Hey all,

Sorry I’ve been so out-of-touch with the blog.  My computer died on me and I had to go on an epic quest for a new laptop and to get my bookmarked sources back to start writing again.  So, here’s what I’ve been waiting to write about for a while:


Now, according to this article (from which I stole the title of my post) by Carnal Nation, if you are an American, you probably have a very negative view on condoms: that they’re uncomfortable, awkward, desensitizing, or even downright painful- and that sex is WAY better without them.

However, apparently men in the UK have very different cultural feelings about this- wearing condoms is just seen as the normal, responsible thing to do, rather than a chore or an unpleasant barrier between partners.

Likewise, the differences between the US and the Netherlands are stark.

In the research I’ve been doing for my Sex, Gender, and Culture class, I’ve found that the condom is the most common form of birth control when young people are losing their virginity, even among couples where both people are virgins (and thus, there would be no risk of STI transmission).  To me, this means one of two things: one, that the correlation is circumstantial based on the fact that almost all of the respondents were under 18 and thus could not get other forms of birth control without going to their doctor, which would mostly likely require them to consult their parents.  Or two, that the condom is a simpler means of birth control that was merely more convenient than taking the pill every day or getting a Depa-Provera injection, and more effective than inserting a diaphragm or cervical cap.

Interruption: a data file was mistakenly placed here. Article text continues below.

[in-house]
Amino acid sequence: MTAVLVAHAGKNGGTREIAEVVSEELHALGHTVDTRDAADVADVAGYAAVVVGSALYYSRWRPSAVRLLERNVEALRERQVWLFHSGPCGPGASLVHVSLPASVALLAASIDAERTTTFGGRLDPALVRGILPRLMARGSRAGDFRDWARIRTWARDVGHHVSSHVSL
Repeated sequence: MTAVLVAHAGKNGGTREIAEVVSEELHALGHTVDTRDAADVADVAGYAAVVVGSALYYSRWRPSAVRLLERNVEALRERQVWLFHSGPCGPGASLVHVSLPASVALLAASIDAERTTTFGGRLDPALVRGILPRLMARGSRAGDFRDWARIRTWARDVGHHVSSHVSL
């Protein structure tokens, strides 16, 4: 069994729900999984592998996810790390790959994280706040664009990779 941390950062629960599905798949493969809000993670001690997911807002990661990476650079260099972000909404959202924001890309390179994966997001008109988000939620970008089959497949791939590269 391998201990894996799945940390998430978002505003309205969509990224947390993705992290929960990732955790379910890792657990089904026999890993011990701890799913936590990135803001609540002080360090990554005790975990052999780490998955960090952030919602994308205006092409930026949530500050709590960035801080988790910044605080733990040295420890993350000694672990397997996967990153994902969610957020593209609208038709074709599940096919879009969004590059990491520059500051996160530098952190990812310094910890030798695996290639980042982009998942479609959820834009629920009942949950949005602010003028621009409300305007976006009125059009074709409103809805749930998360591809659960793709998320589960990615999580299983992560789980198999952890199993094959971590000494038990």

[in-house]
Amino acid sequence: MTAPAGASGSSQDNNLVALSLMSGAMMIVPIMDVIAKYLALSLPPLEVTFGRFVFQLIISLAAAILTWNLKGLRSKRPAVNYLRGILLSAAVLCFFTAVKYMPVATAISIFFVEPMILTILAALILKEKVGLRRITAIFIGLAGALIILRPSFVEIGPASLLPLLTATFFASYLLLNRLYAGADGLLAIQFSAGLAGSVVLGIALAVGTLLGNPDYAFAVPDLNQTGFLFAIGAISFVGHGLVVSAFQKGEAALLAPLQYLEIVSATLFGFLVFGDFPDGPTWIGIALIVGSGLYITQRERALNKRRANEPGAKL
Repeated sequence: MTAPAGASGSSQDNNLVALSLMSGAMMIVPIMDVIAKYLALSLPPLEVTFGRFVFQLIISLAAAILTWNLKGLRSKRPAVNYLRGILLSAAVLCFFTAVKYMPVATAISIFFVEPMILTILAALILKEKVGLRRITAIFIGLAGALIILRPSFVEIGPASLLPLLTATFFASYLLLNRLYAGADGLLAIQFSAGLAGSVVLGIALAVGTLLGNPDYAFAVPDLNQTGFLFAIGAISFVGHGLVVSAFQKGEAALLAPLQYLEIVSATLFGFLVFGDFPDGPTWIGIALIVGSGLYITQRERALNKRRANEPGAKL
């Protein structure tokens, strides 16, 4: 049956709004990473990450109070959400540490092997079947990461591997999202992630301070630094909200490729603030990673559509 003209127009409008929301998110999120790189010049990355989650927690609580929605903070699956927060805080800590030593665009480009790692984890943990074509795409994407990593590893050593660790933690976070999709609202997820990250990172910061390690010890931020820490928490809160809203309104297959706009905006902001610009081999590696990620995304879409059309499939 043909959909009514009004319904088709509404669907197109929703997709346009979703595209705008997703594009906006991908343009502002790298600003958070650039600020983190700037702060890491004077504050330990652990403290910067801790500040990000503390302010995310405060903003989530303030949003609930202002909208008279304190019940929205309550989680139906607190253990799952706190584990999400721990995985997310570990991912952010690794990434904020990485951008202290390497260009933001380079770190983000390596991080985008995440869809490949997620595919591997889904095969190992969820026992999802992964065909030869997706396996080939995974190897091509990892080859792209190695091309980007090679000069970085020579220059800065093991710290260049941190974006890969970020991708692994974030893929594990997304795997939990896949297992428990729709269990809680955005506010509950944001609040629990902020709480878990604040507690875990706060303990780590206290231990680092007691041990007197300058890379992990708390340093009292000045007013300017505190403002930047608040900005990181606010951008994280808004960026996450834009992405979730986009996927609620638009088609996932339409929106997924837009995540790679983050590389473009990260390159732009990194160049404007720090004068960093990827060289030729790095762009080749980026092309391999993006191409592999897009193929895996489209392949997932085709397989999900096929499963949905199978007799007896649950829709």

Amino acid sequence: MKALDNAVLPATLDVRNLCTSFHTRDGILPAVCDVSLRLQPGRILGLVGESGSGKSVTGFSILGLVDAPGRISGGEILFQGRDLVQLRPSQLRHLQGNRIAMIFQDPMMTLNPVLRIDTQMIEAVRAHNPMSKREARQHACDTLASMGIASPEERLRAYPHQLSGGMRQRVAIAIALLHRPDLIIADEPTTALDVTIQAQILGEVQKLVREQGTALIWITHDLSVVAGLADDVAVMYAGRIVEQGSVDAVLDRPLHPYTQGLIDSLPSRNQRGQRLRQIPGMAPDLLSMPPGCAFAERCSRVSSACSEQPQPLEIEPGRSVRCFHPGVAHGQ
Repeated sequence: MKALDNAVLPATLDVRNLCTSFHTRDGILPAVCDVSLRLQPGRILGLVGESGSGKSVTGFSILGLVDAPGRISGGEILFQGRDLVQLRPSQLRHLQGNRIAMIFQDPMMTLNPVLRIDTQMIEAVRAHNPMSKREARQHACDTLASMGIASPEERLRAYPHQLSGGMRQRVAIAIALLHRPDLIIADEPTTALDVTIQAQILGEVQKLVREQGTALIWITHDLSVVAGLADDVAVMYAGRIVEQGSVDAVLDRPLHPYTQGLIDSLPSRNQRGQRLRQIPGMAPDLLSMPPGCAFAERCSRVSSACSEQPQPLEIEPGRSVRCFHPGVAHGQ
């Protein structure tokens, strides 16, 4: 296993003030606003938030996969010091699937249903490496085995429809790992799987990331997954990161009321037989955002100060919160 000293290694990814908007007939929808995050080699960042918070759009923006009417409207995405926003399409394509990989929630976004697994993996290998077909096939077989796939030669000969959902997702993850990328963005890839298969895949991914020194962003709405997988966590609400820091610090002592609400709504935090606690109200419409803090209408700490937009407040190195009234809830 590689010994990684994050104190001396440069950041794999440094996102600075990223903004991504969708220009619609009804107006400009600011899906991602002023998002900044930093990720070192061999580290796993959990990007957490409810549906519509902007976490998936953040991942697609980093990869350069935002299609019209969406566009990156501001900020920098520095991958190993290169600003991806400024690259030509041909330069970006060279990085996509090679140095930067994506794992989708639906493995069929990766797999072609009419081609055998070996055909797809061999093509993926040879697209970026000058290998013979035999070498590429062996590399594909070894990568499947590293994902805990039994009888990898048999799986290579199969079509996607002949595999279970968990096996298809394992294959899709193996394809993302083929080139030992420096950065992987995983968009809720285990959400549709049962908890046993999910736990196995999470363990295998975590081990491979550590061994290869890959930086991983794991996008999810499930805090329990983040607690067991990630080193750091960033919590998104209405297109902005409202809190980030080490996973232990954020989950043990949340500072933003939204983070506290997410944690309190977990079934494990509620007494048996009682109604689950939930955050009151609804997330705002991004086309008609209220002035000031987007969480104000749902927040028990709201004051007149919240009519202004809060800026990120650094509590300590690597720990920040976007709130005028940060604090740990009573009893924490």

There’s also the question of hormones- the aspect of the pill, NuvaRings, and other hormone-based birth control methods is the chemical alteration of the body which inevitably comes with them.  The excess levels of estrogen and progestin that enter the body from these forms of birth control can cause mood swings, depression, and any number of other unpleasant psychological and physiological side effects.  Progestin, a variant form of progesterone, has also been shown as a link to breast cancer.  So, all in all, I’m not a big fan.  However, hormonal treatments are the MOST EFFECTIVE forms of birth control (short of abstinence and vasectomy/tubal ligation) out there, so I did use the pill for a little less than a year.  It alleviated so much worry when it came to sex, and was fairly convenient.  Even now, I’m not sure I would recommend otherwise for my daughter or any woman who asked for my advice.  

Granted there are other options- the most appealing healthwise and costwise is a combination of spermicide and a cervical cap, which when used together have a similar protection rate against pregnancy as a condom.  Spermicide is cheap and a cervical cap is reusable, so they are cost effective and neither have negative health effects for the body.  But almost no one uses them.  For me, it was simply because I didn’t know where to find a cervical cap, and I didn’t 100% trust them.  Now, of course, I know that they are a fairly legitimate option, and cervical caps can be ordered through any doctors office.

So since I got such great feedback from the circumcision article, I’d love your input again.  Men and women, please.  Do condoms change anything about your sexual experiences?  Why did you choose to use a condom when you lost your virginity?  If you use a different form of birth control, why do you use it?  Does anyone use cervical caps?  Why or why not?  Any and all input is appreciated.  But please keep comments courteous and as inwardly reflective as possible.  Do not attack other people’s views or practices.  In the name of research, thank you!


Also, if you have a few seconds, fill out my survey about losing your virginity:  https://spreadsheets.google.com/gform?key=tzkdh9orTagQy8uDaUlaqKw&pli=1#invite